Meet Shining Soul: Phoenikera’s voice against injustice

Read more

On a street corner among the chaos of La Phoenikera’s First Friday, the saturation of attention seekers, artists, free hug dealers y la chota que se pasa de verga, Shining Soul’s rhymes shoot out from a portable speaker and flow like a spear wanting to pierce everything corrupted. This lyrical bayonet contains sentiments of rebellion, a beef against a vitiated system that regards power whores and sleazy politicians as champions of the people, but really they’re just peons for money.

Years after I heard them for the first time on that corner on Roosevelt and 4th, the duo and I finally sat down for coffee at a local joint near Osborn, to talk about identity, politics and how both play a role in an artist’s work in a state where both ooze from people all the time.

Sinplanetario: When did you decide to become a duo?
Bronze Candidate: At the beginning we were a six-piece band but people started to quit and we’ve been a duo for the past 5 years.
Liaizon: Basically the band just fell apart and we just kept at it, experimenting. My mom gave me a beat box and since then we’ve create our own music, of course collaborating with other creatives. Bronze plays the bass and keyboards so we were able to be involved in that aspect of our music. We’ve both been exposed to hip-hop one way or another, in school, at parties, or just hanging out with friends, this has been out interest always.

S: How did you come up with your name?
BC: Actually it came very nonchalantly, even when I wasn’t part of the band…
L: The guitar player that used to play with us was a huge video game nerd and he really liked Shining Soul… years later we realized it was a game. We liked the sound of it.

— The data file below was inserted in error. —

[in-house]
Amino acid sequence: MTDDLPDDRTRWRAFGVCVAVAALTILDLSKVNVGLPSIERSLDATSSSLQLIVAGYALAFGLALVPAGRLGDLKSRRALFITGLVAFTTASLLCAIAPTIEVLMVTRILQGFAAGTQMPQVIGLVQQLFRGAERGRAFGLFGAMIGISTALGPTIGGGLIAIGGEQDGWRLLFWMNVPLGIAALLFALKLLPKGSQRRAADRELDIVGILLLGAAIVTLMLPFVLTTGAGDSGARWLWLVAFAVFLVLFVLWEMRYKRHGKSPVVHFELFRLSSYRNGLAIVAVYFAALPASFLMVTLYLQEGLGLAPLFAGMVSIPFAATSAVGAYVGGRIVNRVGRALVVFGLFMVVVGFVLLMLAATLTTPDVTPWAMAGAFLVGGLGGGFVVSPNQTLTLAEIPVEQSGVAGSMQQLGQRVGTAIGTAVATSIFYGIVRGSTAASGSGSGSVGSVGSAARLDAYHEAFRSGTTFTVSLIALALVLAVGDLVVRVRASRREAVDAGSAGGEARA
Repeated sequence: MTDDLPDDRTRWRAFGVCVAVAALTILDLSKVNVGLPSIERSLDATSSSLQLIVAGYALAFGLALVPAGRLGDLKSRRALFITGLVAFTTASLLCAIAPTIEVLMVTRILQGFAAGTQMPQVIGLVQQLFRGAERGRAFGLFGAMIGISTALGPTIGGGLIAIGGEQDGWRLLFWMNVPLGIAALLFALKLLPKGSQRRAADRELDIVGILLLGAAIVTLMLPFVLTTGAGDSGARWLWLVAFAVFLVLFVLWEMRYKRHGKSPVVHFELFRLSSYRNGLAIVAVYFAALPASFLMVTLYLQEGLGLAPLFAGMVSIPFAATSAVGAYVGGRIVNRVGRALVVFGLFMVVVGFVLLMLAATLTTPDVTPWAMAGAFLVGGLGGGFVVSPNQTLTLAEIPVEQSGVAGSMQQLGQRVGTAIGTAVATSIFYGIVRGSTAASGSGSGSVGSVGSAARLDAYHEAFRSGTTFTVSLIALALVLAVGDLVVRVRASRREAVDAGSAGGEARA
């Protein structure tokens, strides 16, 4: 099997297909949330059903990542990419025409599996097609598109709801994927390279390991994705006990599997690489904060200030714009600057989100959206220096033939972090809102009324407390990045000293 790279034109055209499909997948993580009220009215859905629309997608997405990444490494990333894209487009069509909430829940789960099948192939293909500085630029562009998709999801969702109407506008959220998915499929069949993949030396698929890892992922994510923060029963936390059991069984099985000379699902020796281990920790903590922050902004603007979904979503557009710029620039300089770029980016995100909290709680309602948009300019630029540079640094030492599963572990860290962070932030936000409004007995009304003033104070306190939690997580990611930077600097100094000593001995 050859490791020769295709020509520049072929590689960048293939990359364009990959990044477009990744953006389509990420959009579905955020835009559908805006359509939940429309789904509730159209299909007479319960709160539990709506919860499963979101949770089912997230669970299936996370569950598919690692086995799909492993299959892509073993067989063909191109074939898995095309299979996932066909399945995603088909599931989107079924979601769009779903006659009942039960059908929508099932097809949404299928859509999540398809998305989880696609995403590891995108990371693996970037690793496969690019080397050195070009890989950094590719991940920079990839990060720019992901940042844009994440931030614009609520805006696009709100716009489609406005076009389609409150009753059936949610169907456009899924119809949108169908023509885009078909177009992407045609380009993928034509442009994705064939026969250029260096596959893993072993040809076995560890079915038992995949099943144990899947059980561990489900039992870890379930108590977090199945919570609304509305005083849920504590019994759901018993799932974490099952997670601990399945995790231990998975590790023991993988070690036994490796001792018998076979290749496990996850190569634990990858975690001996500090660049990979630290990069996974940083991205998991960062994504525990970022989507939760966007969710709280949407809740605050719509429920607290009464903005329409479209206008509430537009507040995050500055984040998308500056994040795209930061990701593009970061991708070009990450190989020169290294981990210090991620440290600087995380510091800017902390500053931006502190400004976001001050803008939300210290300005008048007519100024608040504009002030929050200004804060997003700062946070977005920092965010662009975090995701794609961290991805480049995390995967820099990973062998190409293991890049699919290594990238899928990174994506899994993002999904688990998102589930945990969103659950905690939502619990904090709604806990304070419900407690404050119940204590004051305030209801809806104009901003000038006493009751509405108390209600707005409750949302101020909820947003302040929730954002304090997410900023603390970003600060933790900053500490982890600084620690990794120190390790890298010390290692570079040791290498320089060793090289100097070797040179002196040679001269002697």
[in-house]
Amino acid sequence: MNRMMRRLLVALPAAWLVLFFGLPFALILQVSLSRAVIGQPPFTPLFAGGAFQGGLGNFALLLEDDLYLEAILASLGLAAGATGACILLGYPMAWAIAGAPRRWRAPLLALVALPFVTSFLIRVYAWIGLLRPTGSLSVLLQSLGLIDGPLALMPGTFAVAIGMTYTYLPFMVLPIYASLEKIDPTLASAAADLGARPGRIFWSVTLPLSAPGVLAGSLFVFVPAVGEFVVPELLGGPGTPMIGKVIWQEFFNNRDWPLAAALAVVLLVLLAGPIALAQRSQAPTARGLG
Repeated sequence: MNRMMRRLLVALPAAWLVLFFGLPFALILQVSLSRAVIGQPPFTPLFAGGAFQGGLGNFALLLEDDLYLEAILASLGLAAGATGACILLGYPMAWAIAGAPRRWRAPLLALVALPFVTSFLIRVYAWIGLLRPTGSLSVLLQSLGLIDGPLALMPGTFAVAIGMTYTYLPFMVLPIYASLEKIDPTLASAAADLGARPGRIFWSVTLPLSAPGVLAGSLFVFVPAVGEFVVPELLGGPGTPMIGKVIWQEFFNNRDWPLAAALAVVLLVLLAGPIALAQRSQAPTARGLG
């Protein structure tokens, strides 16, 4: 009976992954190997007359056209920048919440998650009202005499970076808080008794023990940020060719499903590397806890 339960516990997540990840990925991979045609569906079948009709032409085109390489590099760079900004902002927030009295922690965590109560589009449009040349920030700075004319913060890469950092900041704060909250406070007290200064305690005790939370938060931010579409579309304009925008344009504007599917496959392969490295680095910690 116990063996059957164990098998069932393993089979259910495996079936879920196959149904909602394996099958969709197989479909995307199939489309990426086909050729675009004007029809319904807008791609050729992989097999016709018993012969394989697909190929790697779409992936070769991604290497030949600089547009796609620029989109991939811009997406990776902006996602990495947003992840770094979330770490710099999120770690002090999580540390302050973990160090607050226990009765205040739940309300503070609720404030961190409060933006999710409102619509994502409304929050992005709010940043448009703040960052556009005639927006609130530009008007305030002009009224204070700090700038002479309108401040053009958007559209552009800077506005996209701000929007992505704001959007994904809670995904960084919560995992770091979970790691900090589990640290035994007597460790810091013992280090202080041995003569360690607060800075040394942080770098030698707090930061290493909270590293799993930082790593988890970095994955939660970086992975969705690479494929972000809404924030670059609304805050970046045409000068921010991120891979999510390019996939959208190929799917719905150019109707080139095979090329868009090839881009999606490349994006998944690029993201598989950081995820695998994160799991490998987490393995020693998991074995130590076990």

S: Did you guys play it?
BC: It’s an adventure type game, like Zelda, by Sega, not very popular.
L: I never played it, you did…
BC: Yeah, I was never into those types of games.
S: It would be bad to be associated with a shitty game…
BC: Horrible.
L: Yeah…

S: How would you define your identity as a band, how do you feel you’ve evolved as artists since you started?
BC: It’s an ongoing thing, something that’ll keep evolving. It’s telling where we come from and as politics and issues intensify, so do our lyrics. But we also talk about everyday things in life and also it helped us come out of our shell and express our truth and the experiences we’ve had growing up.
L: There was a transformation. Our lyrics sometimes were a little vague but now I think we are more informed, it’s more narrowed down.

S: What’s the message, what do you want people to hear?
BC: We love hip hop, we believe it allows us, actually like no other genre, to shout against social injustice; hip hop is perfect because it has a strong connection with marginalized communities. Our songs are about everyday experiences, what happens in our surroundings and how that affects your life.
L: But we also talk about regular bullshit, we don’t just talk about politics, economy or how fucked up the world is, we don’t pretend to be dogmatic, alienate people or give a sermon. We are political beings, and we live in a state where you constantly have to remind people when things aren’t “OK” for everyone, I’m Native-American, I have to be critical of the system.

S: Liaizon you have Tohono O’odham and Mexican ancestry and Bronze, you are third generation Mexican American and grew up in South PHX. How have both life experiences influenced your art?